The majority of the agents indicated that the course was well organized (84%) and the topics were adequately covered (68%). The agents agreed it was helpful to have class notes prior to each lecture (92%). This allowed the agents to concentrate on lecture content rather than note taking. The agents indicated that they could apply the information learned from this course (88%). The majority of the agents indicated that the exams and problems sets were fair measures of student performance (96%).

The class was divided on the value of the group project, and only 44% thought it was worthwhile. The class was also divided as to the effectiveness of the distance education technology, and, when asked which type of setting they preferred, most (80%) chose the traditional classroom. However, a majority of the agents (68%) indicated they would take additional courses taught over distance education.

Challenges and Benefits


  1. It was difficult for instructors to assess, in real time, student attention and understanding of the lecture material.
  2. Although this technology is interactive, the instructors observed that agents were reluctant to use the technology to ask questions. Attempts to encourage interaction were not highly successful.
  3. Several students had difficulty maintaining their attention on a video screen for long periods.
  4. The agents didn't appreciate the requirement to use the Internet as their sole source of information for course assignments, although these types of exercise have shown some positive benefits in other courses (Agarwal & Day, 1998).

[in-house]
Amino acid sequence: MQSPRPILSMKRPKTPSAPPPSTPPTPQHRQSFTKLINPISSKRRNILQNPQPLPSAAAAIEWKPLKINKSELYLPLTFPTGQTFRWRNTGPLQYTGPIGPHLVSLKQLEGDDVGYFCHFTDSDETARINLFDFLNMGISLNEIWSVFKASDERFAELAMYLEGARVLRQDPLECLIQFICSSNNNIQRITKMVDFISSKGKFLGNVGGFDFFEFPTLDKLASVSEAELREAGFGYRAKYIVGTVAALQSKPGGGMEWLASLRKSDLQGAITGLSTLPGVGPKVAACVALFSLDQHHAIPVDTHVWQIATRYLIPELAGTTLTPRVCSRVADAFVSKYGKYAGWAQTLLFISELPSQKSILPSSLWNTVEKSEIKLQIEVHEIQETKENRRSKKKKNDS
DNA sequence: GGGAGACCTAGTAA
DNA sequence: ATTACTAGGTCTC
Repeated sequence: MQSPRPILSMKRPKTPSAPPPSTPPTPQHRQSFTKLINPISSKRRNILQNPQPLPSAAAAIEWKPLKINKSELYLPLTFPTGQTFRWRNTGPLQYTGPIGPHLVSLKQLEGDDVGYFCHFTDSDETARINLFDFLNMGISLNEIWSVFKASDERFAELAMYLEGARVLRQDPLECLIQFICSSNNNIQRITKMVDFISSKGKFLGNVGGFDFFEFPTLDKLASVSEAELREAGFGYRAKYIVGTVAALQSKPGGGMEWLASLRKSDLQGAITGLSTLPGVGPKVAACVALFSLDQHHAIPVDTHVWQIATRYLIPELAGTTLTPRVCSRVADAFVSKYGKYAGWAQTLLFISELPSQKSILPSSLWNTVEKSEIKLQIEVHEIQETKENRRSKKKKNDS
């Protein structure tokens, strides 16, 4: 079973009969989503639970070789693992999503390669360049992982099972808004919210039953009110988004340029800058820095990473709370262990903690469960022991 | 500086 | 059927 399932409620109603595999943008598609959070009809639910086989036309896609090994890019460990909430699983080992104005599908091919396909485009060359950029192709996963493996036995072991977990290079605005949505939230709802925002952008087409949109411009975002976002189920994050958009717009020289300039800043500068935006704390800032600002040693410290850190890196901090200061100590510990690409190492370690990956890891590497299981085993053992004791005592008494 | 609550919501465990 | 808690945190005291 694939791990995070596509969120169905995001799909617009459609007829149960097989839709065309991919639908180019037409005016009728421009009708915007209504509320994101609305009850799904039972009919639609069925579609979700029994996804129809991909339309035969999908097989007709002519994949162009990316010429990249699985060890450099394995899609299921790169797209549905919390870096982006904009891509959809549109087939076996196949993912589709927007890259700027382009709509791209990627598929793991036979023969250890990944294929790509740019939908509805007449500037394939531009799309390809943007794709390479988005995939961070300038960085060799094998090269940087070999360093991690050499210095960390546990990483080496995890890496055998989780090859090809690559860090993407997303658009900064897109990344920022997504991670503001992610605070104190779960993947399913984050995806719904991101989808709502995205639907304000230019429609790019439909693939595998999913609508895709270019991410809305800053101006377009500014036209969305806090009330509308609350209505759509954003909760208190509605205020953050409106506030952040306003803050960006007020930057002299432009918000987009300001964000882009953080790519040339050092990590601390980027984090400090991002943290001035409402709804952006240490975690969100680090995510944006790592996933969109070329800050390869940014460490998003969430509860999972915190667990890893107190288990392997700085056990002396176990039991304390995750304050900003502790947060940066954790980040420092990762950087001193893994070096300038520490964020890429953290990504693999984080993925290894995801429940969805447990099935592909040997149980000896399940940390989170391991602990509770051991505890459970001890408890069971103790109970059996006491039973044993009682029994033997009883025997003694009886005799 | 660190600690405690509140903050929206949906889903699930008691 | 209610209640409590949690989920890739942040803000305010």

5. Some agents were reluctant to present group projects orally to the entire class.


  1. Instructors, particularly those with research and teaching appointments only, can benefit by teaching and getting to know agricultural agents.
  2. The course did successfully provide agents with formal training. The agents performed well and indicated that they would use information gained to assist in extension programs.
  3. The agents' familiarity and use of the Internet for information access was enhanced.
  4. The oral presentations provided the agents an opportunity to gain experience in using remote broadcasting. This experience could be quite valuable in the future as the use of technology is expanded to reach clientele groups (Schmidt, Swistock, & Sharpe, 2003; Swistock, Sharpe, & Dickinson, 2001).

Summary and Recommendations

Maintaining student focus and interaction can be difficult. The instructor needs to be very familiar with the equipment and should vary the lecture presentation as much as possible. When using PowerPoint or overhead notes, switch the camera back and forth to the lecturer. Stop and ask questions periodically to stimulate interaction.

The instructors would not have changed the group project. This was stressful for some agents, but data collection and presentation are an integral part of an Extension agent's responsibility. The problem sets could have been improved and modeled more closely to real-world case studies.

Despite challenges experienced by both the instructors and agents with the long distance education technology, this course was deemed a successful experience by both groups.


Agarwal, R., & Day, A. E. (1998). The impact of the Internet on economic education. Jour. of Economic Education 29(2): 99-110.

Diebel, P. L., McInnis, M. L., & Edge, W. D. (1998). Student use and perceptions of distance education technologies. NACTA Journal 46(3): 28-33.

Latour, M. A. (2003). Test comparison between teleconferencing vs. traditional classroom lectures for an introductory animal sciences course. NACTA Journal 47(1): 5-7.

Schmidt, K. L., Swistock, B. R., & Sharpe, W. E. (2003). Distance education of Pennsylvania pond owners. Journal of Extension [On-line], 41(4). Available at:

Swistock, B. R., Sharpe, W. E., & Dickinson, J. (2001). Educating rural private water system owners in Pennsylvania. Journal of Extension [On-line], 39(3). Available at: